Young talent keeps Braves on even keel

Andrelton Simmons, 24, is one of the Braves' top young players. YONG KIM / Staff
Andrelton Simmons, 24, is one of the Braves' top young players. YONG KIM / Staff
Posted: July 01, 2014

The Atlanta Braves are a team that rarely rebuilds, with the ability to incorporate young players and veterans and keep moving on the competitive path.

The Phillies, meanwhile, appear to be stuck between a fading past and a not-so-bright future. After the Braves swept four games from them with Sunday's 3-2 win at Citizens Bank Park, the distance between the teams is growing.

And it's not just in the standings, where the Braves lead Washington by a half-game and the Phillies by eight in the National League East.

The Phillies (36-46) were criticized for being too old even before the season began.

At 35, Chase Utley is enjoying an all-star season, but he has shown signs of fatigue. Utley is batting .293 with six home runs and 37 RBIs, but in June he batted .240 with two home runs and 10 RBIs.

A major question is whether the older Phillies can hold up in the second half of the season. And it has been well documented that some of the young players haven't carried their weight, either.

Conversely, some of the Braves' top position players include 24-year-old first baseman Freddie Freeman; leftfielder Justin Upton, 26; rightfielder Jason Heyward, 24; shortstop Andrelton Simmons, 24; and catcher Evan Gattis, 27.

"What they have done in our organization is pretty special," said Freeman, who extended his on-base streak to 18 games with a first-inning single. "They have great development people, and it seems like when a guy is ready, they don't let him sit there and they give him at-bats - and that is what they did with me."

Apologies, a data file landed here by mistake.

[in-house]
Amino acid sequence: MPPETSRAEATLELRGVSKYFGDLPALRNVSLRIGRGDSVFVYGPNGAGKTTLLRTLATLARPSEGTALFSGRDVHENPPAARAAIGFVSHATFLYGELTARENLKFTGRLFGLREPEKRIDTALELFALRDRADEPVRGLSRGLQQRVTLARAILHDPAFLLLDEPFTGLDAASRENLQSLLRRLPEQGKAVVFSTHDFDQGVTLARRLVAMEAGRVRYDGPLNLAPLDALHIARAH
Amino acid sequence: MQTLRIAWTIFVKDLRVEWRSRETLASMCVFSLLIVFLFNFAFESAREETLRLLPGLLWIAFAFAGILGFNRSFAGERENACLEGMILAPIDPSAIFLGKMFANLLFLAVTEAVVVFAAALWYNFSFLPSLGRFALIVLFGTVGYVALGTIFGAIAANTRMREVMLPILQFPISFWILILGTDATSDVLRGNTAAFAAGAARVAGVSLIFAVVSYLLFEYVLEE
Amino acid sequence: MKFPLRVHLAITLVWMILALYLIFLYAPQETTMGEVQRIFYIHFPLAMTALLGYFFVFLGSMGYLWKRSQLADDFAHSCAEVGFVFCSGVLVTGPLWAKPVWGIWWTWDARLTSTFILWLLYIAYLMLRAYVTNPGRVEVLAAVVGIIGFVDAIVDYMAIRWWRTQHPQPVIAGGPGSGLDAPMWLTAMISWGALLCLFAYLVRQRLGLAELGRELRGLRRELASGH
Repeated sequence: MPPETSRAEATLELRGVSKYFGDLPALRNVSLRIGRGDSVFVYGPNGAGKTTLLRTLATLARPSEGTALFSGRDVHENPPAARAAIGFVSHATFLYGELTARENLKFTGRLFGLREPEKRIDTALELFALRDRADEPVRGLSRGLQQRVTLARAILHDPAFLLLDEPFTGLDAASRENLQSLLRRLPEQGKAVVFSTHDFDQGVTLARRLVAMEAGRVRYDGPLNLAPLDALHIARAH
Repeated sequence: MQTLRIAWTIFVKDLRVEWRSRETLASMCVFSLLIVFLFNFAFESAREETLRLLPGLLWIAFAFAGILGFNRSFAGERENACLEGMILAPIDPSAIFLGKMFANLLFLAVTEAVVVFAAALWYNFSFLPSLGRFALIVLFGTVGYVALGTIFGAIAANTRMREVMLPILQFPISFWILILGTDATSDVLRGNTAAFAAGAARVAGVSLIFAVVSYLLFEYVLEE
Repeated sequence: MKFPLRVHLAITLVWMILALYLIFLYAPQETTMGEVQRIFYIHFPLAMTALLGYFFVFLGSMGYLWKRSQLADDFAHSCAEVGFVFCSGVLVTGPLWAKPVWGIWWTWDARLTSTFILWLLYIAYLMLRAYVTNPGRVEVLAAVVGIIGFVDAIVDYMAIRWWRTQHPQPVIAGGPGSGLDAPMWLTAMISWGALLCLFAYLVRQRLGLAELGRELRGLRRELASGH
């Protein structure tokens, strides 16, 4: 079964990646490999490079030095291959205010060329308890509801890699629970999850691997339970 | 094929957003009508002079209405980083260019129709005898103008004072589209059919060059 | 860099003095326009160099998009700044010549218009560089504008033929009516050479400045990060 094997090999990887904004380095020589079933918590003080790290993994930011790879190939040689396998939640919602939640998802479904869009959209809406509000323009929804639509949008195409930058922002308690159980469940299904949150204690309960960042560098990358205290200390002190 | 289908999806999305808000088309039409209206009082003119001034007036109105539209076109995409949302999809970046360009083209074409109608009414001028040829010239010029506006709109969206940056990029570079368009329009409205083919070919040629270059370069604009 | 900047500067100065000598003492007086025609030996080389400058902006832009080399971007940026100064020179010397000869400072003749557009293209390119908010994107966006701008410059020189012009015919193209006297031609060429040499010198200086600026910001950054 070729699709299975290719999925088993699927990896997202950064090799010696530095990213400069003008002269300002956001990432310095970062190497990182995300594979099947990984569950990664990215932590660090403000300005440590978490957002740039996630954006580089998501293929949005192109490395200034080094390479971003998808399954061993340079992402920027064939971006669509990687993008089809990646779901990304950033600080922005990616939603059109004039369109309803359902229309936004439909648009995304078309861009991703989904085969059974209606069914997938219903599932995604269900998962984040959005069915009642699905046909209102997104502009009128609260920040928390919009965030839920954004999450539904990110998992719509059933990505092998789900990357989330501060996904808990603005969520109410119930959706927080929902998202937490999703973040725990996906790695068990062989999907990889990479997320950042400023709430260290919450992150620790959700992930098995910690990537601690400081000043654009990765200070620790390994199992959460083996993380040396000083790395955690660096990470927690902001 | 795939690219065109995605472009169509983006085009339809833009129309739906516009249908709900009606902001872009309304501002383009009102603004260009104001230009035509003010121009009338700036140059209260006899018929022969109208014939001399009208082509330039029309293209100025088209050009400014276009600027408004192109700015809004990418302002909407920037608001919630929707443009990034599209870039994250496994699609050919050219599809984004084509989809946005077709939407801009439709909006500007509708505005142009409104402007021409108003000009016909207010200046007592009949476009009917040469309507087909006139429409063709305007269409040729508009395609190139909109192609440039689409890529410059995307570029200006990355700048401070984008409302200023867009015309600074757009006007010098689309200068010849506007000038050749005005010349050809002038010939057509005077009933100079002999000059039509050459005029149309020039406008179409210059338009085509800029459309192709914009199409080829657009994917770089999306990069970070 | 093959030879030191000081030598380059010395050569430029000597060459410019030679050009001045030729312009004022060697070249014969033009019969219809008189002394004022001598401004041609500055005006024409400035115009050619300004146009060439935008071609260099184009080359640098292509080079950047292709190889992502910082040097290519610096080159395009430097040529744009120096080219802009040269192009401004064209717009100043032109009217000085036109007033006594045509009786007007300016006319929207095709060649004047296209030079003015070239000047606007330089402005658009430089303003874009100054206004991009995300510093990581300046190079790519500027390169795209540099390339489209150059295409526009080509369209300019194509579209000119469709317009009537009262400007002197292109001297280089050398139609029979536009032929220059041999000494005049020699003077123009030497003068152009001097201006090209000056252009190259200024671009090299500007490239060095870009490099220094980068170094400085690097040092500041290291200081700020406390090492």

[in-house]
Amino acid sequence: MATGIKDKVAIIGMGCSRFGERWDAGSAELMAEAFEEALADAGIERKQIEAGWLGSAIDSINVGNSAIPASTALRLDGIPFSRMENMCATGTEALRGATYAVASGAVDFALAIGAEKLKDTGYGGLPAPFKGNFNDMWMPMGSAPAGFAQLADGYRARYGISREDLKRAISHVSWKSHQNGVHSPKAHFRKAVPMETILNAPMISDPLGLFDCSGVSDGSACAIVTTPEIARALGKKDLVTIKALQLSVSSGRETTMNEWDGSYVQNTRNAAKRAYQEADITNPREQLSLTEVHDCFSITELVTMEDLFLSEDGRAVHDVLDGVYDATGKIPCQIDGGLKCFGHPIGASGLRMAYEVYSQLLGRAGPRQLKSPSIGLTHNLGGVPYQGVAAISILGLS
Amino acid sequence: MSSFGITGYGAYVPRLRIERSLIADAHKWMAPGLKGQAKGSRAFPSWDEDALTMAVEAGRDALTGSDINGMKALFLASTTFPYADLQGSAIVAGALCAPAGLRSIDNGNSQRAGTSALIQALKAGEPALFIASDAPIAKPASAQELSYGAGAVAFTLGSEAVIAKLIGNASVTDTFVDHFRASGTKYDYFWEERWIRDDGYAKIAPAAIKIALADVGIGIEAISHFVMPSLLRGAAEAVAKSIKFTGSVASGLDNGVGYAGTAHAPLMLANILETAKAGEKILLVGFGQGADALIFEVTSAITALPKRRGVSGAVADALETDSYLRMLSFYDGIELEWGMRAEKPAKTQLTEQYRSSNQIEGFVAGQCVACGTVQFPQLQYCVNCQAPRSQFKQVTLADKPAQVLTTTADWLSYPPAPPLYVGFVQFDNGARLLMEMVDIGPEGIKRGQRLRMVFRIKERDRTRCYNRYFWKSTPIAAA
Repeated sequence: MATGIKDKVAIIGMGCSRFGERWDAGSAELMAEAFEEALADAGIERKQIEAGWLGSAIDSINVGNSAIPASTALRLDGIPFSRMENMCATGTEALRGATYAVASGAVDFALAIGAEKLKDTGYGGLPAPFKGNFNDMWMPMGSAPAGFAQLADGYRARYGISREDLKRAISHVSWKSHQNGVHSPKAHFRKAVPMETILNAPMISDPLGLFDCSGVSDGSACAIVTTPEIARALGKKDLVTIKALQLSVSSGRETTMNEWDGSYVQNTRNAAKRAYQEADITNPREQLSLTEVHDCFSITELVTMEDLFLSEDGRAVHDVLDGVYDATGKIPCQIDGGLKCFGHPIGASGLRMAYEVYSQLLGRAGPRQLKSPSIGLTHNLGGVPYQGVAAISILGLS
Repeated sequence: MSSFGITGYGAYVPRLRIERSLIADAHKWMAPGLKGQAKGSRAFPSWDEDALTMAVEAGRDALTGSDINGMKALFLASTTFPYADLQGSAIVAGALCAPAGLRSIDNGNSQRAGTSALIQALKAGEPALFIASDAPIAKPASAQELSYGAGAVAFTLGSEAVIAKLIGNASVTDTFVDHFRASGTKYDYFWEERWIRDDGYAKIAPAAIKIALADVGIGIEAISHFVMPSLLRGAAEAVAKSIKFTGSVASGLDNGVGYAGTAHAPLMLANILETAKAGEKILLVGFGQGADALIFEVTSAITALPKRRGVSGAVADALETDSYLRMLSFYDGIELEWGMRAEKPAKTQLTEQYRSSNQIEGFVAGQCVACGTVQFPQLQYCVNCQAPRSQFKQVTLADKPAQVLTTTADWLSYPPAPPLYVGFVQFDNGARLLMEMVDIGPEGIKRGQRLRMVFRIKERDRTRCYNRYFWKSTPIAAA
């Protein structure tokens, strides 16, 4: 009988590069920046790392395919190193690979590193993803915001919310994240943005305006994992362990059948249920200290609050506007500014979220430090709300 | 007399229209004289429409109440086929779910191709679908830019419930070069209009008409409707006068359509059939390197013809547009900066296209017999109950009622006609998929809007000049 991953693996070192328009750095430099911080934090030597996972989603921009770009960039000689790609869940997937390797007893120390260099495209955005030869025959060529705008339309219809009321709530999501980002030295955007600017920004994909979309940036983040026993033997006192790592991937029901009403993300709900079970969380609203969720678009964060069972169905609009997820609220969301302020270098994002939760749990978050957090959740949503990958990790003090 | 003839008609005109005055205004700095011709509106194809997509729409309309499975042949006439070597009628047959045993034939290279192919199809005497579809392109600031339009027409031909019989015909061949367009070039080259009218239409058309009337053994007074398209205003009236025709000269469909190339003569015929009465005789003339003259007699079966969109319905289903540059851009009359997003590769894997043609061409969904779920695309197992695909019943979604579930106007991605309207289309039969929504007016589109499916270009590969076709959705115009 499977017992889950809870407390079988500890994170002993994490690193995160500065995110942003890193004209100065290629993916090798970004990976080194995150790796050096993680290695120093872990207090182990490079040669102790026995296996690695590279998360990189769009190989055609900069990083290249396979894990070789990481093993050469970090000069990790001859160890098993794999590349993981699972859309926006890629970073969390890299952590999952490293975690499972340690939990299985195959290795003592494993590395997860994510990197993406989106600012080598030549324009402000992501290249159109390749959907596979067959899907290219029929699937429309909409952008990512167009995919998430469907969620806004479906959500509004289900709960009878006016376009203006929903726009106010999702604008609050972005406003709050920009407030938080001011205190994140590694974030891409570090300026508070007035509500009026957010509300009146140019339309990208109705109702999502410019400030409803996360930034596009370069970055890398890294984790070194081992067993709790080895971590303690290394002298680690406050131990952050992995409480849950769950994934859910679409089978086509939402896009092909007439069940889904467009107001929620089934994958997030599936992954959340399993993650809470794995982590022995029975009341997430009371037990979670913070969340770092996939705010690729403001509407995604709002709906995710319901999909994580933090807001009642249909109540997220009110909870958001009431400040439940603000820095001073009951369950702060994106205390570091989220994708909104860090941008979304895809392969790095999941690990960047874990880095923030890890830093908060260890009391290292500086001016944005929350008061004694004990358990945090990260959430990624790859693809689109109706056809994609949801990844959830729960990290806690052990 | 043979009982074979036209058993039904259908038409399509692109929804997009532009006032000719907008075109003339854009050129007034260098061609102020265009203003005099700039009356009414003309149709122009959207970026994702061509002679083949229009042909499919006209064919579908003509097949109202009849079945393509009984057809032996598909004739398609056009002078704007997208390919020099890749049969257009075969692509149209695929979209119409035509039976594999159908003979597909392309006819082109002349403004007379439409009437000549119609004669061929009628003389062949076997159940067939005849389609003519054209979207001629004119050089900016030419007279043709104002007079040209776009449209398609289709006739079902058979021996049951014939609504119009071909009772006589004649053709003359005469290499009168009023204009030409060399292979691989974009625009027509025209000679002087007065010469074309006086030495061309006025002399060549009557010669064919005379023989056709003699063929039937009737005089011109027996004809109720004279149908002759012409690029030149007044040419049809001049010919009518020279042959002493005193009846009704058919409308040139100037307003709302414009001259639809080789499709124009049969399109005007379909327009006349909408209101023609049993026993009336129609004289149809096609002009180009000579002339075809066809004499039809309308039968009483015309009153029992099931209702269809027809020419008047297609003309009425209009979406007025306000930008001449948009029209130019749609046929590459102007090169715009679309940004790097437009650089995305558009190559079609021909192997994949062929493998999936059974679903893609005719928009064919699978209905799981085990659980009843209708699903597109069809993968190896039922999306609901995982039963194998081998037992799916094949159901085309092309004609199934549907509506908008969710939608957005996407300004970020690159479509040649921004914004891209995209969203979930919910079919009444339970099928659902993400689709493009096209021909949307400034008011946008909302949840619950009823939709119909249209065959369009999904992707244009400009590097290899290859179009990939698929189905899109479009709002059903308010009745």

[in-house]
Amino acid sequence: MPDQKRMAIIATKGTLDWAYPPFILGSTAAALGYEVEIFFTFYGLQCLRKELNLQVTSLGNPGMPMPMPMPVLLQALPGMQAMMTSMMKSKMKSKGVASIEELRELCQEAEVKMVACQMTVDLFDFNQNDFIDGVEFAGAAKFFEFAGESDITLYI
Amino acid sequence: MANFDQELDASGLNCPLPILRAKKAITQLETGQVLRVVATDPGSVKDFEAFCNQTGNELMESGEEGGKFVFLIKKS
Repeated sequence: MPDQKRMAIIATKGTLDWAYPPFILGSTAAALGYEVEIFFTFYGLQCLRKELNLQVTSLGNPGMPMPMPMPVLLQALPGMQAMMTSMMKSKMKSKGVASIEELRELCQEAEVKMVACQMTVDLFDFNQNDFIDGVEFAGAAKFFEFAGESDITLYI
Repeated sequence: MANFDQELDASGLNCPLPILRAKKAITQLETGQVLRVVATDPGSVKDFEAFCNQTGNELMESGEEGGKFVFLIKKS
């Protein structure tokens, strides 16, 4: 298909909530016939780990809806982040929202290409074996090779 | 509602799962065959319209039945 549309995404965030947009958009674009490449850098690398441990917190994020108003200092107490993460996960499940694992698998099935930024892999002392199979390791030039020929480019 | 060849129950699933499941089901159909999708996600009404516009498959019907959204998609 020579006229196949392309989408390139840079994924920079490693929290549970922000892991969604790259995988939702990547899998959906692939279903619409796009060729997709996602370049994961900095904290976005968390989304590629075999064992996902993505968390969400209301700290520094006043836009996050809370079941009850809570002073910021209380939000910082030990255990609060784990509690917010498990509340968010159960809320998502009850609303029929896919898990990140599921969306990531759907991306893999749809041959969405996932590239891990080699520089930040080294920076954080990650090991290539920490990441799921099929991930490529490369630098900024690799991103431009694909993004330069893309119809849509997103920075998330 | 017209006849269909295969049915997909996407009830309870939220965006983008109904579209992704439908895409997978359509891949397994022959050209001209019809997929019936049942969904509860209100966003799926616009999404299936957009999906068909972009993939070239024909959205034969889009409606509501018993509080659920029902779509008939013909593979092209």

Probably the most difficult thing in sports is to cut ties with athletes, especially those who helped produce championship teams. The Braves haven't shown much sentimentality, and it has paid off.

"When somebody's time is up, they move quickly here," Heyward said. "They are very proactive with things."

Since 1991, the Braves have had two losing seasons, the most recent in 2008, the year the Phillies won the World Series.

From 1991 through 2005, the Braves went to the playoffs every year, with the exception of 1994 when there was no postseason because of a players' strike.

After 2005, the Braves missed the postseason in four consecutive years, but they have qualified for the playoffs in three of the last four seasons. And since 1991, the Braves have never had consecutive losing seasons.

"For more than 20 years, we never seem to get too old," Braves manager Fredi Gonzalez said.

Then again, the Braves, who are 6-4 this season against the Phillies, aren't without their blemishes.

The starting pitching isn't dominating. Offensively, the Braves are second to last in the National League with 298 runs.

But when Gattis hurt his back Friday, the Braves were able to bring up a highly touted catching prospect in Christian Bethancourt.

When Phillies catcher Carlos Ruiz was placed on the disabled list because of a concussion on Friday, journeyman Koyie Hill joined the team.

No matter whom the Braves call up, that player is expected to contribute, even if he lacks major-league experience.

"Usually when a player is called to the big leagues in our organization, it seems like they are already big-league ready," Freeman said.

An example is rookie reliever Shae Simmons, a righthander who was recalled from double-A Mississippi on May 31 and has a 1.38 ERA in 13 innings after pitching a scoreless eighth against the Phillies on Sunday.

He's another example of the Braves' being well positioned for the present and the future. The Phillies' outlook remains much murkier.


mnarducci@phillynews.com

@sjnard

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